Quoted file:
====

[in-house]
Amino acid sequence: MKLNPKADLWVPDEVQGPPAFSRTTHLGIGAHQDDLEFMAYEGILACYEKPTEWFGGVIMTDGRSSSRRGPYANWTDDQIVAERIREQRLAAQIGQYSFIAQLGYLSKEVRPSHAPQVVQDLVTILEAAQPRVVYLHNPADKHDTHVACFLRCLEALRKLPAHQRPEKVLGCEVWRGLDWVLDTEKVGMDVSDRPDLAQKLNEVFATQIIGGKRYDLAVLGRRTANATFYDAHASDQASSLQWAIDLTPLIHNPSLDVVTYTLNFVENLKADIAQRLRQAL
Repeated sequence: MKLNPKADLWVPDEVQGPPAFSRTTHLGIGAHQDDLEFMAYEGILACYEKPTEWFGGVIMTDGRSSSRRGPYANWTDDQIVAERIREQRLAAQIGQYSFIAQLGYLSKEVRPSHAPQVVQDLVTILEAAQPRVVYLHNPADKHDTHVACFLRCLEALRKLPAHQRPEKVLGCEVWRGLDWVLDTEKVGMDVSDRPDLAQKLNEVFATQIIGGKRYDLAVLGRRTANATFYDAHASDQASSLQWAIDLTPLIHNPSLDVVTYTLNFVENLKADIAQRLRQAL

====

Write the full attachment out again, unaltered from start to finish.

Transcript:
[in-house]
Amino acid sequence: MKLNPKADLWVPDEVQGPPAFSRTTHLGIGAHQDDLEFMAYEGILACYEKPTEWFGGVIMTDGRSSSRRGPYANWTDDQIVAERIREQRLAAQIGQYSFIAQLGYLSKEVRPSHAPQVVQDLVTILEAAQPRVVYLHNPADKHDTHVACFLRCLEALRKLPAHQRPEKVLGCEVWRGLDWVLDTEKVGMDVSDRPDLAQKLNEVFATQIIGGKRYDLAVLGRRTANATFYDAHASDQASSLQWAIDLTPLIHNPSLDVVTYTLNFVENLKADIAQRLRQAL
Repeated sequence: MKLNPKADLWVPDEVQGPPAFSRTTHLGIGAHQDDLEFMAYEGILACYEKPTEWFGGVIMTDGRSSSRRGPYANWTDDQIVAERIREQRLAAQIGQYSFIAQLGYLSKEVRPSHAPQVVQDLVTILEAAQPRVVYLHNPADKHDTHVACFLRCLEALRKLPAHQRPEKVLGCEVWRGLDWVLDTEKVGMDVSDRPDLAQKLNEVFATQIIGGKRYDLAVLGRRTANATFYDAHASDQASSLQWAIDLTPLIHNPSLDVVTYTLNFVENLKADIAQRLRQAL